DACHER KELTNER I love your reflections on social support. I mean, it’s so interesting as an exercise to think of the inner circle. What are the things that they’re doing, right? And I think that a lot of people will really resonate with the idea that it’s not about advice per se, it’s just about observation or witnessing. And so you are the first person, the first guinea pig, to actually bring in other people to do this practice and we’re really grateful; it was really an interesting exercise, so was Thanksgiving. And you did this social support exercise with your parents.
NIKKI SILVESTRI I did. I did.
DACHER KELTNER How’d that go?
NIKKI SILVESTRI: That was beautiful.
DACHER KELTNER So let’s hear what your dad had to say for his social support exercise.
NIKKI SILVESTRI Who are the people in your life that you get the most comfort and security from?
NIKKI’S DAD Your mother, my wife. My children. And then Ramses and Ishmael.
NIKKI SILVESTRI Is there anything that you feel that Ramses and Ishmael and Mom and us have in common?
NIKKI’S DAD Oh, yeah. Easy, emotional connectivity. I mean, for me, I’m an emotional guy. And they all have a deep emotional connectivity in my life. And they all understand that within each other.
NIKKI SILVESTRI So then what’s a situation where you were in need of comfort or security, and one of these four people supported you?
NIKKI’S DAD You know, being an entrepreneur and self-employed, there’s a lot of stress associated with that process. And in taking those questions to your mother, it took me a long time to share some of these things because my role as a father and provider had me wanting to shield things from her just so she wouldn’t stress out. But her thinking was, ‘Damn it, I’m in this as a partner. And I’m a strong partner. Share it with me; I can handle it.’ It took me a lot of years to get there, but when it finally started to happen she was just a calming influence, a directed influence, and her talents showed.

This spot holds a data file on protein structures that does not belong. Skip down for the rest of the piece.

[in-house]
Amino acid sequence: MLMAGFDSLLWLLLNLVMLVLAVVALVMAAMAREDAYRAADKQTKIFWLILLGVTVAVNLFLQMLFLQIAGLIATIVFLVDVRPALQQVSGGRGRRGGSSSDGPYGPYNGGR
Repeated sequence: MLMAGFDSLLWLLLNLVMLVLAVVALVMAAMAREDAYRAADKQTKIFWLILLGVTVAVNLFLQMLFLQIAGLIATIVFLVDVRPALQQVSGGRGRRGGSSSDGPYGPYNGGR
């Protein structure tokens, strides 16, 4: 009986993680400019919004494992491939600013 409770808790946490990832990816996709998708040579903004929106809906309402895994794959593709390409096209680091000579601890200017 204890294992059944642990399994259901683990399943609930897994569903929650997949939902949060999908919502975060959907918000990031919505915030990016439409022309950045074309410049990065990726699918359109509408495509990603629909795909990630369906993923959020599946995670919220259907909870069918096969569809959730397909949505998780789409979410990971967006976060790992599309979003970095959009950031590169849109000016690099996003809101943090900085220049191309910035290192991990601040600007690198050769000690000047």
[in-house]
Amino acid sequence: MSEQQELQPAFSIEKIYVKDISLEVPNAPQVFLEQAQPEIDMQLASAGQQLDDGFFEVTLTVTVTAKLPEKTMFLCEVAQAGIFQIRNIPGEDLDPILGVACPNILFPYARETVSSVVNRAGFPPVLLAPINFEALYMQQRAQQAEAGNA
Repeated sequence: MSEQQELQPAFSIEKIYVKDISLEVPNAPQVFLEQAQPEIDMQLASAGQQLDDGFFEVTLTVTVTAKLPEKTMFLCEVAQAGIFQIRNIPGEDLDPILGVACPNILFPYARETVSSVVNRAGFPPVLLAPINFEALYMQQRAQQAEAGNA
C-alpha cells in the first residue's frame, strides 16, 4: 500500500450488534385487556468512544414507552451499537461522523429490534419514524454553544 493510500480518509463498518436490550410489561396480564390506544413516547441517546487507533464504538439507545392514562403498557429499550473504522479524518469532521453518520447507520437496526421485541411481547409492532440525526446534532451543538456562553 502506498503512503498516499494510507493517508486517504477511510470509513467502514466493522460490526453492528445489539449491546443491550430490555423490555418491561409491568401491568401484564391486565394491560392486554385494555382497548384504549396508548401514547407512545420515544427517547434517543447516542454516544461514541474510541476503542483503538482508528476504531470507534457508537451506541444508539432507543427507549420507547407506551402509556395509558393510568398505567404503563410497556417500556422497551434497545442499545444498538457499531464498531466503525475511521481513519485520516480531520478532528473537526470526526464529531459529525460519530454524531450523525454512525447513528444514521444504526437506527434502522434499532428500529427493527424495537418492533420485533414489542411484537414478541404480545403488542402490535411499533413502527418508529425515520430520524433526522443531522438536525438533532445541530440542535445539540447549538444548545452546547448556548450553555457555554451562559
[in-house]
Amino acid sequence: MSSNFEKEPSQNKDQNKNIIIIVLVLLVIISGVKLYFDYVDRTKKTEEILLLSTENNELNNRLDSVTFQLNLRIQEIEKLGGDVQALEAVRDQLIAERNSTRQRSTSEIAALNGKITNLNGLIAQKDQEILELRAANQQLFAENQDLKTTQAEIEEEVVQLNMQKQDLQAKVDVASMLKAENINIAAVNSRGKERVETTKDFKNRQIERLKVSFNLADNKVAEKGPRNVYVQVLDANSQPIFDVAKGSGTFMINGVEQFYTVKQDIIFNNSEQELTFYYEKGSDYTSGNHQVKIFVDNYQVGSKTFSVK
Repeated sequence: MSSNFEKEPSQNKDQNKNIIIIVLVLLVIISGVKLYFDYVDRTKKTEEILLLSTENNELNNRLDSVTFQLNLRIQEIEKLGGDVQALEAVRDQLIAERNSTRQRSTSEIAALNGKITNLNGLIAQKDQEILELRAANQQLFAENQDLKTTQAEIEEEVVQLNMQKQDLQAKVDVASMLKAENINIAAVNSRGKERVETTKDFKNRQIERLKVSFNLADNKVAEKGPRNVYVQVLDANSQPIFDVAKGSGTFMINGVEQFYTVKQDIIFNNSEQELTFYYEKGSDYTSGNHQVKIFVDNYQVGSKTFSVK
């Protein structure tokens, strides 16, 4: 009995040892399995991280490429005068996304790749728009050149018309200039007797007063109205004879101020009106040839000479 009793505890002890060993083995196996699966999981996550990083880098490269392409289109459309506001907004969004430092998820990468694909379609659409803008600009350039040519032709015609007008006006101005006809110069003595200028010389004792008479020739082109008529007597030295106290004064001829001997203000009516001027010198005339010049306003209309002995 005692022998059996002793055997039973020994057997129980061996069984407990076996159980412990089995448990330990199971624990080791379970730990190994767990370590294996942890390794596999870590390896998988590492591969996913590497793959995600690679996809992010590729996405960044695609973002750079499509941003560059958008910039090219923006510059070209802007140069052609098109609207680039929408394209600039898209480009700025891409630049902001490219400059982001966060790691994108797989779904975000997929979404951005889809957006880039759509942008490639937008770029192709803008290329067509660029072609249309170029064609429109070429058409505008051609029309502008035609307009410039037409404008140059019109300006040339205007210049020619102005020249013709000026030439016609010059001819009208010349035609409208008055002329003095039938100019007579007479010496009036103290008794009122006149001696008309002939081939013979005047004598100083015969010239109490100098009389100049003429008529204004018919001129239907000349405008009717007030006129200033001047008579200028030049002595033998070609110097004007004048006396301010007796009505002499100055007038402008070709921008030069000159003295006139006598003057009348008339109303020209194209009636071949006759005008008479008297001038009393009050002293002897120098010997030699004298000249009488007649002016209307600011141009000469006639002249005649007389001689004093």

NIKKI SILVESTRI And how did it feel to be supported like that?
NIKKI’S DAD Spectacular. For me it gave me a sense that the family’s gonna be fine because, not because of me, but because of the both of us.
DACHER KELTNER What kind of runs through your mind when you hear these stories and think about your own sort of reflections on social support?
NIKKI SILVESTRI The first thing that came up, especially, is how profound it is for a black family to do this exercise. And for you to come to me as an African-American woman and for me to say, ‘I’m gonna get my parents, who are still together, who raised me together, to talk about support from their friends and family.’ I mean, just thinking about the black family and how core that is for our people and what happens to us. That’s, it feels beautiful to be able to then publicly show us as a unit and as a strong family.
DACHER KELTNER What would you say is the essence of social support in your family?
NIKKI SILVESTRI The willingness to be broken in someone’s presence. And the ability to be transparent with that brokenness with people that we love is what then helps us put those pieces together in new and different configurations, so that then when they break again we can put them together in new configurations and it’s this spiraling upward that is the cycle of broken to new to broken to new, and that people of color especially just—I think we have a clearer and more direct access to our brokenness. And so when it comes to my family witnessing us be willing to be broken in front of each other when it’s terrifying sometimes, that’s key to my family.